Feature | June 28, 2011 | Dave Fornell

PET/MRI Enters the U.S. Market

Simultaneous acquisition of anatomy and function with lower radiation dose now possible

breast cancer image from Philips Ingenuity TF PET/MR system

A breast cancer image from Philips Ingenuity TF PET/MR system from its first install site in Geneva, Switzerland.

Separate MR and PET images and the resulting hybrid of the two images from the Philips Ingenuity TF PET/MR system.

Separate MR and PET images and the resulting hybrid of the two images from the Philips Ingenuity TF PET/MR system.

The Siemens Biograph mMR (molecular MR) gained U.S. Food and Drug Administration (FDA) 510(k) clearance in June.

The Siemens Biograph mMR (molecular MR) gained U.S. Food and Drug Administration (FDA) 510(k) clearance in June.

The Philips Ingenuity TF PET/MR system uses two separate gantries connected with a rotating table platform.

The Philips Ingenuity TF PET/MR system uses two separate gantries connected with a rotating table platform.

The new imaging modality of positron emission tomography (PET)/magnetic resonance imaging (MRI) was introduced in the U.S. market in June. The Siemens Biograph mMR (molecular MR) gained U.S. Food and Drug Administration (FDA) 510(k) clearance as the first dedicated PET/MRI system. It is also the only system to combine both modalities into one machine, allowing simultaneous imaging of location, function and metabolic activity of organs in a single image.

"The Siemens PET/MRI system allows two tests to run simultaneously without having to move the patient to a different scanning system," said Alberto Gutierrez, Ph.D., director of the Office of In Vitro Diagnostic Device Evaluation and Safety in the FDA's Center for Devices and Radiological Health. "Minimizing changes in a patient's position between tests allows physicians to compare images more easily and helps them get the most accurate information possible."

The Biograph mMR uses MRI rather than computed tomography (CT) to produce detailed images of the internal structures of the body. Because MRI makes images based mainly on the concentration of water in the body, it can produce greater detail of nearly all the internal structures of the body as compared with CT X-ray imaging. This may provide the physician with additional information about a patient's condition.

Additionally, the Biograph mMR system allows physicians to acquire images at a significantly lower radiation dose compared to a PET/CT system. Although the radiation dose from the PET exam remains unchanged, MRI does not use ionizing radiation, so the entire ionizing radiation dose from the CT scan is eliminated.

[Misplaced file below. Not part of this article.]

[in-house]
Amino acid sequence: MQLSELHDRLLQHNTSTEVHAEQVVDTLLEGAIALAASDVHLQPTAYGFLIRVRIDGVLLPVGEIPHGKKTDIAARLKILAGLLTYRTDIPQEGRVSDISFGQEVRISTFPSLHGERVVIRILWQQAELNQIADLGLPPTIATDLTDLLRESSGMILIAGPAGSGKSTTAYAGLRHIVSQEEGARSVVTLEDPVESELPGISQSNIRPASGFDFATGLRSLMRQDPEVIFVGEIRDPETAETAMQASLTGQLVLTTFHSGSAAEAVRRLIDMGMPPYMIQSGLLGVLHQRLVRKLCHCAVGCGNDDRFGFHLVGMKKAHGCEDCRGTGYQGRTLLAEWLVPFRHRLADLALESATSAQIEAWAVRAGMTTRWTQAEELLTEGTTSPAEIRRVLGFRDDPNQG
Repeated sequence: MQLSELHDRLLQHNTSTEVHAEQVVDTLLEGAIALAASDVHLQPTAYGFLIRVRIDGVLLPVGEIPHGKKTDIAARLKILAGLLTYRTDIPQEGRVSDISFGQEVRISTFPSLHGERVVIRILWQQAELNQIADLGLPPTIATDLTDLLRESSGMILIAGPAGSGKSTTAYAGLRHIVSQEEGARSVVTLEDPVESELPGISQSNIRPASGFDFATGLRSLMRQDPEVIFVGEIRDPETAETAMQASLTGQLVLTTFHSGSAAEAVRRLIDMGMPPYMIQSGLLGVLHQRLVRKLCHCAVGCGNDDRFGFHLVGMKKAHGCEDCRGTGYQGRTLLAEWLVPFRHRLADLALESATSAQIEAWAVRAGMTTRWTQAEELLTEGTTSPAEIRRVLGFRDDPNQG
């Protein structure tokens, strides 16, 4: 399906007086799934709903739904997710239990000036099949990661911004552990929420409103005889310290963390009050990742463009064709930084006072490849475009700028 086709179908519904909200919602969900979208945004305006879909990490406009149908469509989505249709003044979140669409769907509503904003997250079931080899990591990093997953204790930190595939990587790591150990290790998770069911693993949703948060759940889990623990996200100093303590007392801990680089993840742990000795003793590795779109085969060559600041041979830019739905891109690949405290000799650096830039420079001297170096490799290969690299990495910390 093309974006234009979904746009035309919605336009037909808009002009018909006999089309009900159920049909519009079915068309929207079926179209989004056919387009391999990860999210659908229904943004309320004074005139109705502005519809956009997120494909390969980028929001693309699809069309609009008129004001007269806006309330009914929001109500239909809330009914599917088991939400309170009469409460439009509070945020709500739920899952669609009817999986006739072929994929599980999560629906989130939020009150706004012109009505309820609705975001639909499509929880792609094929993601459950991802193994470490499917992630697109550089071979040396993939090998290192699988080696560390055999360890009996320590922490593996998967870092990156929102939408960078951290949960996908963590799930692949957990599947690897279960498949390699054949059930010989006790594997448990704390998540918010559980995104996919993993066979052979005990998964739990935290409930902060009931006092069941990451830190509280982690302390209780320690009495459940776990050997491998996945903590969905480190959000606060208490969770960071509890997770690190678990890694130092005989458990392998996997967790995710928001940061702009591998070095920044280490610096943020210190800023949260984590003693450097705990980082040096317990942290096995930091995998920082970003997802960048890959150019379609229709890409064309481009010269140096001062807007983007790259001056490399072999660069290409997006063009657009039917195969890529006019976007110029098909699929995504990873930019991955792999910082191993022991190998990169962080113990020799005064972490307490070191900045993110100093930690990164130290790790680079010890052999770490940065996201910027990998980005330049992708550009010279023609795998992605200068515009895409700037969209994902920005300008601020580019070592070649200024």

In addition to Siemens, Philips Healthcare and GE Healthcare are also developing PET/MRI systems. All three vendors took different approaches in how their systems operate and in overcoming the technical issues of combining PET in or near intense MRI magnetic fields.  

Promising Future for New Modality
“PET/MR is likely to have a major impact in the future, as PET/CT did when it was introduced,” said Michael Graham, M.D., Ph.D., director of nuclear medicine, University of Iowa, during a press conference on key molecular imaging research at the 2011 Society of Nuclear Medicine (SNM) meeting in June. “I think we will see this technology proliferate over the next few years.”

He said it might be used to image complex soft tissue, such as the brain, head, neck and the pelvis. It will also be very appealing for pediatric imaging to help reduce radiation dose from CT scans.

While MRI provides exquisite morphological and functional details in soft tissue, PET goes further to investigate the human body at the level of cellular activity and metabolism.

PET/MR is a tailored imaging modality for women and children, said Bruce Rosen, M.D., Ph.D., professor of radiology, Harvard Medical School, director of the Martinos Center of Biomedical Engineering at Massachusetts General Hospital. He said it eliminates CT radiation dose and MRI is better at imaging soft tissue anatomy, such as female pelvic organs. It is also ideal for oncology; Rosen said MRI is good at imaging tumor angiogenesis, monitoring hypoxia to see if treatment is working, and tractography to show the tracts of neuron activity to determine what is tumor and what is healthy brain tissue. MRI can also measure blood-brain barrier permeability.